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if you're betting twenty bucks per shot with your know it all brother in law......then separate by headstamp....then weigh them and divide them into twenty shot groups (one commercial box worth) by closest weights..... Of course if your down to that level of perfection your gonna want to turn the necks for concentricity, and render the flash holes uniform...
And what will it net?
If your running a heavy (as in 16 lbs +) bench rest rifle, on a solid shooting rest, it could be the difference between shooting a 1/2" group vs shooting a 1" group at 100 yards.....but if your shooting a light rifle from a shooting stick or just a casual sling wrap, you'll never hold it steady enough to tell the difference between a 2 grain difference in load volume.
Very rarely a manufacturer makes a gross difference from his competitors but usually case volumes are within a few percentages of a grain within factory lines and within a couple of grains across the entire spectrum of manufacturers.
Still its worth being as consistent as possible, so I usually sort them by headstamp.

Same thing with crimps if your shooting a heavy rifle from a bench then crimps are rarely an addition.....because you'll be loading one round at a time, from the box to the chamber, with no time spent in the magazine.
But if you're putting rounds in the magazine and they are slamming back and fourth under recoil, having a heavy crimp holding the bullet in place can be the difference between shots downrange or a magazine full of loose powder, bullets, and empty brass, or worse cartridges far under minimum overall length, developing tons more pressure than SAAMI recommends.
Once again Lee shines here with its Factory Crimp Die, Hornady makes an equivalent. while its an additional step the Factory Crimp will allow a ferocious crimp while keeping the case from buckling.
 
Robert Ray
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Start out slow and you can progress up to additional case prep. I have two rifles I reload for that are in the anal category. Flash holes reamed , necks trimmed, collette crimped, cartridges weighed, case indexed so it goes in the chamber the same way each time. Noting ambient temp when loading and when shooting. It just isn't necessary for a seasonal hunter initially. I have purchased .22 long rifle that are loaded for temperature ranges for biathlon competitions. If you like fiddling around you can go to the extreme.  A three die set for once fired brass from  your rifle will be just fine.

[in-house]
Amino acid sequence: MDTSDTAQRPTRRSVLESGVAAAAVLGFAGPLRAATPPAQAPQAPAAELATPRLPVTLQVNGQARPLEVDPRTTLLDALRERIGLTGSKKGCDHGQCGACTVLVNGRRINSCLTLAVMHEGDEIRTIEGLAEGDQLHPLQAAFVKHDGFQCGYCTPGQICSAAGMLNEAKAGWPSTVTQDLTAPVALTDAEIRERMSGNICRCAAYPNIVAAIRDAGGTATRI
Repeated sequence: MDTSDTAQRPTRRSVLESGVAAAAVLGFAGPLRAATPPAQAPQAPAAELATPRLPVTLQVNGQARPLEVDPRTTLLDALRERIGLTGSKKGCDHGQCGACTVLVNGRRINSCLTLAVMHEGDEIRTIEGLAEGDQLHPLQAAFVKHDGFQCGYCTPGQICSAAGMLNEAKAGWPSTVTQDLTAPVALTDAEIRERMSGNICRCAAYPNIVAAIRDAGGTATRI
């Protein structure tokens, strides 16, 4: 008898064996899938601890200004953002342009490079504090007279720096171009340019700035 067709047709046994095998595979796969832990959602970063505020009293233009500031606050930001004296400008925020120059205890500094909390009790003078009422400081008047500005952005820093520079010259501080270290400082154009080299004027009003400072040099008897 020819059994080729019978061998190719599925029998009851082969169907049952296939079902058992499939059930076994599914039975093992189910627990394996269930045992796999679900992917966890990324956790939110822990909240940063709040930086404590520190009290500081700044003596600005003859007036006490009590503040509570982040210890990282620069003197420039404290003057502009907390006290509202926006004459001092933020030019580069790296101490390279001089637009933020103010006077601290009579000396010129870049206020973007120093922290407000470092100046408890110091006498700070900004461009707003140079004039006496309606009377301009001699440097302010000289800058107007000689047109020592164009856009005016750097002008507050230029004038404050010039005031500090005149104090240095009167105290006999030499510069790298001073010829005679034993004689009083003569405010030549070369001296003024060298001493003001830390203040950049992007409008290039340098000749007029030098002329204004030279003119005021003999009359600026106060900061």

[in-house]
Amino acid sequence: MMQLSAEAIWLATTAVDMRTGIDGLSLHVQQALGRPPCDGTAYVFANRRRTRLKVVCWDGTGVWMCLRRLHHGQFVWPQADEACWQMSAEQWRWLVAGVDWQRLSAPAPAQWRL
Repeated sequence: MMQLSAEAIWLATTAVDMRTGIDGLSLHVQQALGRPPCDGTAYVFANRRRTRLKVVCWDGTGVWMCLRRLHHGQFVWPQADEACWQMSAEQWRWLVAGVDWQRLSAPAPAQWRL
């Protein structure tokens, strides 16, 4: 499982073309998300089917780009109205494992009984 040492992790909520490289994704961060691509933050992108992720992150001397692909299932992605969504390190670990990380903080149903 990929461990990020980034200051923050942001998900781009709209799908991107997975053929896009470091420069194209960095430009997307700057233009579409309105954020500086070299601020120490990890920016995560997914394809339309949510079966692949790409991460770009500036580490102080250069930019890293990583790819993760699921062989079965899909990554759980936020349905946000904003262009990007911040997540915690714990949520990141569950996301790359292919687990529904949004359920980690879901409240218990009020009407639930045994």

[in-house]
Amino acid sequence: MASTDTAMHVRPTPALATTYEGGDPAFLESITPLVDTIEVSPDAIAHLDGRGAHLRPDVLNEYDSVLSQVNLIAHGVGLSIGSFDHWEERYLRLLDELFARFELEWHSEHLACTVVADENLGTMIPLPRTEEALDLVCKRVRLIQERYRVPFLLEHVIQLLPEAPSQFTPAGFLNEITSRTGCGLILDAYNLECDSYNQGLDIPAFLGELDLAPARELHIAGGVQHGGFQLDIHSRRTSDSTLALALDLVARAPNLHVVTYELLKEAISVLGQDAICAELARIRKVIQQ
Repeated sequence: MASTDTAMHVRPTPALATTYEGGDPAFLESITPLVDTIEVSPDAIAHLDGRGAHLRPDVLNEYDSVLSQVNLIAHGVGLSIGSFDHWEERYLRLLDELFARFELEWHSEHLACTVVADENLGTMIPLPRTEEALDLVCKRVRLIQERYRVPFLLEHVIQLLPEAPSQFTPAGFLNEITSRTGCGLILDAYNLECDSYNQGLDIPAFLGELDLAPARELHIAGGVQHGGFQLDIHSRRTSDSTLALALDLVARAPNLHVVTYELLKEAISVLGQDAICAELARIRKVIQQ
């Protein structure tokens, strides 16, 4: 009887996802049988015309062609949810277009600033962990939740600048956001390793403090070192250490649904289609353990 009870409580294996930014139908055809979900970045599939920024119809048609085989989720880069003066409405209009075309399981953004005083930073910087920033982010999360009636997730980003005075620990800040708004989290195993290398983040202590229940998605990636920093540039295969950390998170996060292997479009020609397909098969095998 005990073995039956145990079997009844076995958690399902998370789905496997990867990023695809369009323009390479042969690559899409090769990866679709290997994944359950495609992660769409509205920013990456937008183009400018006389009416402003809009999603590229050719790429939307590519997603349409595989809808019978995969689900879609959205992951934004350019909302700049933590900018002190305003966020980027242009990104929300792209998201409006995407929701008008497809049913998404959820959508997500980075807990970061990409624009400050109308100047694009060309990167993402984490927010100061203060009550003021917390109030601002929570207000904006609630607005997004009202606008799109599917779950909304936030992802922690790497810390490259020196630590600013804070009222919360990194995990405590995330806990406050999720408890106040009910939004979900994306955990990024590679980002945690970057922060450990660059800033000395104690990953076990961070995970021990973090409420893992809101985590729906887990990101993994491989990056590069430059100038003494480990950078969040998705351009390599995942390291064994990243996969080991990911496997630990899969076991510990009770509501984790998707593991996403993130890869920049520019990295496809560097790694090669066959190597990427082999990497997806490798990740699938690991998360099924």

Mike Haasl
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Thanks Bill!  I think I'll just get the Lee 4 die set to cover all my bases.  Crimping sounds like a step that consumes time but only has upsides so I might as well do it.

I realized that I don't have a tumbler.  If my brass is tolerably clean looking, is tumbling it necessary?

Luckily I'm not betting my brother in law, but I am trying to keep making ethical shots across a long field.  So far I've earned the trust of the landowner to be a good shot (thus I get a hunting spot on the big field) and I just want to improve from there.  The stand I sit in is practically a shooting bench so I can take pretty solid shots.

I think I'll start another thread on accuracy improvements for my old gun (here)
 
Bill Haynes
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Rotary tumbling works.....with stainless media, in a bath of water, Lemi-Shine, and dishsoap, for both inside and outside the case;

https://www.accurateshooter.com/technical-articles/reloading/brass-cleaning-with-stainless-media/

But for quick and dirty perfect polish when you have your brass chucked up in a battery drill for trimming via a Lee mandrel;

https://leeprecision.com/cutter-lock-stud.html

and a Lee case length gauge;

https://leeprecision.com/case-conditioning-tools/case-trimming-tools/case-length-gauge-holder

Simply use a piece of 0000 steel wool, to shine the outside. I take the time to run a pocket cleaner in the primer pocket;

https://leeprecision.com/primer-pocket-cleaner.html

None of these cleaning steps will make a marked difference in how the ammo shoots though,
Their utility is in forcing you to look critically at each piece and seeing if the flash hole is obstructed (prior to priming) and to see if hairline cracks are forming, or if the neck is possibly off center....

If you intend to reuse the cases a lot learn to anneal or your limited to 2-3 loadings at max capacity and another half a dozen at moderate pressures,
learn to look at the base of the bullet for a ring (right where the web of the base connects to the walls) as its a sign if impending head separation,
trying to remove a headless case that's been form fitted to your chamber is a chore that will consume far more of your life than your willing to sacrifice!

FWIW.. I try for the sake of consistency to find a powder that come close to filling the case, with a published load,
Its a false economy to buy powders that are so energetic that only a few grains are needed,
there is a great deal of info on shot to shot variations caused by powder position in relation to primer, a full case presents the same relation every time.
 
Mike Haasl
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Oh, another question just came up...  I'm looking at different dies on amazon and a reviewer mentions that for semi auto 308s you need a "small base die" kit instead of the normal one.  That seems weird to me since I use factory ammo just fine in my gun so I'd think a normal die set would give factory sized ammo.  Is that a weird thing for ARs or other semi auto guns?